The Senate has confirmed Sylvia Mathews Burwell to be Secretary of Health and Human Services on a bipartisan vote of 78 to 17. Secretary Burwell was sworn in on June 9, 2014.
On May 28, 2014 the House Energy and Commerce Subcommittee on Health approved by voice vote three bipartisan public health bills:
- H.R. 4299, “Improving Regulatory Transparency for New Medical Therapies Act,” which is intended to improve the Drug Enforcement Agency scheduling process for new FDA-approved drugs under the Controlled Substances Act and the registration process for the use of controlled substances in clinical trials to allow treatments to get to patients in a more timely and predictable manner.
- H.R. 4709, “Ensuring Patient Access and Effective Drug Enforcement Act,” which would amend the Controlled Substances Act to clarify definitions, allow parties to submit a corrective action plan prior to revocation or suspension of a registration, and require a report identifying how collaboration between agencies and stakeholders can benefit patient access to medications and prevent diversion and abuse of controlled substances.
- H.R. 4631, “Combating Autism Reauthorization Act of 2014,” which would continue autism-related federal research, early identification and intervention, education, and activities of the Interagency Autism Coordinating Committee.
A number of Congressional panels have focused on following health policy issues recently, including the following:
- The House Ways and Means Health Subcommittee examined various Medicare hospital issues, including the CMS two-midnights policy, short inpatient stays, outpatient observation stays, Recovery Audit Contractor audits, and the appeals backlog.
- The House Energy and Commerce Committee held a hearing on two bills that seek to equalize payments between different providers: (1) the Medicare Patient Access to Cancer Treatment Act of 2014, which would establish payment parity under the Medicare program for ambulatory cancer care services furnished in the hospital outpatient department and the physician office setting; and (2) the Bundling and Coordinating Post-Acute Care (BACPAC) Act of 2014, which would provide bundled payments for post-acute care services under Medicare Parts A and B.
- The House Oversight and Government Reform Committee held hearings entitled "Examining the Federal Response to Autism Spectrum Disorders" and "Medicare Mismanagement: Oversight of the Federal Government Effort to Recapture Misspent Funds."
- The Senate Special Committee on Aging focused on the role of health care providers in advance care planning.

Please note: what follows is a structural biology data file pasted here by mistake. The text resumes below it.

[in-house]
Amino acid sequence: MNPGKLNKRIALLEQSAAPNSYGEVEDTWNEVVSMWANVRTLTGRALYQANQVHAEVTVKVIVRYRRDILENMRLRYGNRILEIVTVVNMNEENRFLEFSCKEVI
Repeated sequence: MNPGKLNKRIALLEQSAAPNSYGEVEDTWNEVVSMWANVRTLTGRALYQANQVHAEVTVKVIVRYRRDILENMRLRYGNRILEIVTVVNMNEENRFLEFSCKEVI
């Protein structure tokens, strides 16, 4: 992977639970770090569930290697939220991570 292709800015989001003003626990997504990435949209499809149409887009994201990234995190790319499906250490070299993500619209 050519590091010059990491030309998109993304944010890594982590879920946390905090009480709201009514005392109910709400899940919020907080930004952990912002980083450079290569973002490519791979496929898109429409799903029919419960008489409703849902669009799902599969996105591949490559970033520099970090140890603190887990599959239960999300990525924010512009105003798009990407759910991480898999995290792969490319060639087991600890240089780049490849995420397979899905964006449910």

- The Senate Commerce, Science and Transportation Committee examined the ACA minimum medical loss ratio (MLR) requirements, which requires health insurers to provide rebates to consumers if the plans do not spend sufficient proportion of premium dollars on medical care.
The House Energy and Commerce Committee has scheduled a May 21 hearing entitled “Keeping the Promise: Site of Service Medicare Payment Reforms,” which will focus on two bills that seek to equalize payments between different providers:
- The Medicare Patient Access to Cancer Treatment Act of 2014, which would establish payment parity under the Medicare program for ambulatory cancer care services furnished in the hospital outpatient department and the physician office setting.
- The Bundling and Coordinating Post-Acute Care (BACPAC) Act of 2014, which would provide bundled payments for post-acute care services under Medicare Parts A and B.
The Committee will examine whether such proposals can save money for beneficiaries and the Medicare program without compromising quality of care.
On May 20, the House Ways and Means Health Subcommittee is holding a hearing on current Medicare hospital issues, including the CMS two-midnights policy, short inpatient stays, outpatient observation stays, Recovery Audit Contractor audits, and the appeals backlog.
Congressional Committees to Consider HHS Secretary Nomination, HHS Budget, ACA Implementation, Cancer Research
The Senate Appropriations Committee has scheduled a May 7, 2014 hearing to review the Administration’s FY 2015 budget request for the Department of Health and Human Services (HHS). Also on May 7, the House Energy and Commerce Oversight Subcommittee will examine the status of health insurance enrollment under the ACA, and the Senate Aging Committee will focus on cancer research. On May 8, the Senate Health, Education, Labor and Pensions Committee has scheduled a hearing on the nomination of Sylvia Burwell to be HHS Secretary.
On Wednesday, April 30, 2014, the House Ways and Means Committee will focus on “Ideas to Improve Medicare Oversight to Reduce Waste, Fraud and Abuse." On May 1, the House Energy and Commerce Health Subcommittee is holding a hearing on “Telehealth to Digital Medicine: How 21st Century Technology Can Benefit Patients."